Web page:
Best Of :: Food & Drink
Caprese salad, fritto misto, linguine with clam sauce, veal Milanese... they're as ubiquitous to South Florida as hurricane scams and dirty politicians taking sacks of money from shady developers. So what can one more restaurant dishing up these all-American Italian favorites bring to the table? Well, in the case of Fiorentina, it can do them better and charge you less. We're not talking fast food or fast casual or any other euphemism for wham-bam-thank-you-ma'am dining but a real sit-down, white-tablecloth restaurant with friendly and efficient service and an energetic, locals'-hangout kind of atmosphere. We're also talking a restaurant where at dinner, most pastas come in at under $15, a whole poussin cooked al mattone and served with panzanella at under $20, and the only entrée that breaks the $30 barrier is a porterhouse big enough to have its own area code. Which, for the right price, one of our politicians would be happy to sell you.
Once solely an upscale provisioning company for yachties, the Grateful Palate in Fort Lauderdale successfully evolved into a contemporary restaurant just last year. In the newly overhauled wine lounge, you'll find both aficionados and novices sipping on global wines from family-owned vineyards. It is so serious about wine, the Grateful Palate regularly offers wine and food pairing events, classes, and tastings. Besides the 300-plus wine choices, it's the inventive, contemporary menu that lures in first-timers and keeps those from the provisioning days returning for more. The pan-seared seafood is succulent and fresh, and the duck breast with beurre noisette is mind-numbingly delicious, as is the bone-in fillet with truffled potatoes. In keeping with many other gourmet restaurants in town, Grateful Palate has made its bed in an unassuming strip mall. No matter; the liquor store and laundromat next door won't take away from this upscale dining experience.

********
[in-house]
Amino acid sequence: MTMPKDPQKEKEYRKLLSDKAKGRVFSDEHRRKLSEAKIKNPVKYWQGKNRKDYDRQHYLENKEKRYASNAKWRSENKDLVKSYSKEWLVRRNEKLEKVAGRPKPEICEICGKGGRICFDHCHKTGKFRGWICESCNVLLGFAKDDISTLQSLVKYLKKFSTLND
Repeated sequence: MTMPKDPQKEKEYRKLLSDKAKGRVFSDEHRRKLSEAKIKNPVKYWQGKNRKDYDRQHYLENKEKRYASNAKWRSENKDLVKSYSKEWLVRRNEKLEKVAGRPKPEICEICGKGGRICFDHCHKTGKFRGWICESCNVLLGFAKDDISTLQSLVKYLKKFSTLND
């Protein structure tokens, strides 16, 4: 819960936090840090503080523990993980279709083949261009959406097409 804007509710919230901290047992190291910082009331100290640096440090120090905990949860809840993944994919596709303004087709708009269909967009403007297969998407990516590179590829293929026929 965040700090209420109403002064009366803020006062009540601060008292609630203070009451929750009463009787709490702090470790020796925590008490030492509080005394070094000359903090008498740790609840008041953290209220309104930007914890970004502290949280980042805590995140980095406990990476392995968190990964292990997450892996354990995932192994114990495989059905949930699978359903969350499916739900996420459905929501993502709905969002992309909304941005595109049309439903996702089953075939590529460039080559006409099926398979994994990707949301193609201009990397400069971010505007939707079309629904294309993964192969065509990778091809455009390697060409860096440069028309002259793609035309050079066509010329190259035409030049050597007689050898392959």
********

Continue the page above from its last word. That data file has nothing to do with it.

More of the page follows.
Almost from the minute it opened in January, Clay Conley's Buccan was the hottest dining ticket in Palm Beach. Named after the wooden grill used to cook over an open fire in the Caribbean, it might not be quite the restaurant you'd expect in the playground of the obscenely rich and inexplicably famous, neatly splitting the difference between upscale sophistication and casual comfort. The space itself offers an ambiance for almost every mood, from a small bar and sofa-bedecked lounge to bustling main dining room and intimate dining area by the glassed-in wine room. The food is equally accommodating (not to mention ravishing), treating more adventurous palates to choices like sweetbread and mushroom spring roll and Korean short-rib tacos while cosseting conservative taste buds with herb-roasted chicken and ricotta gnocchi Bolognese. Prices, however, are comforting to wallets of all dimensions, with a roster of small plates ranging from $5 to $12 and many dishes available in half and full portions.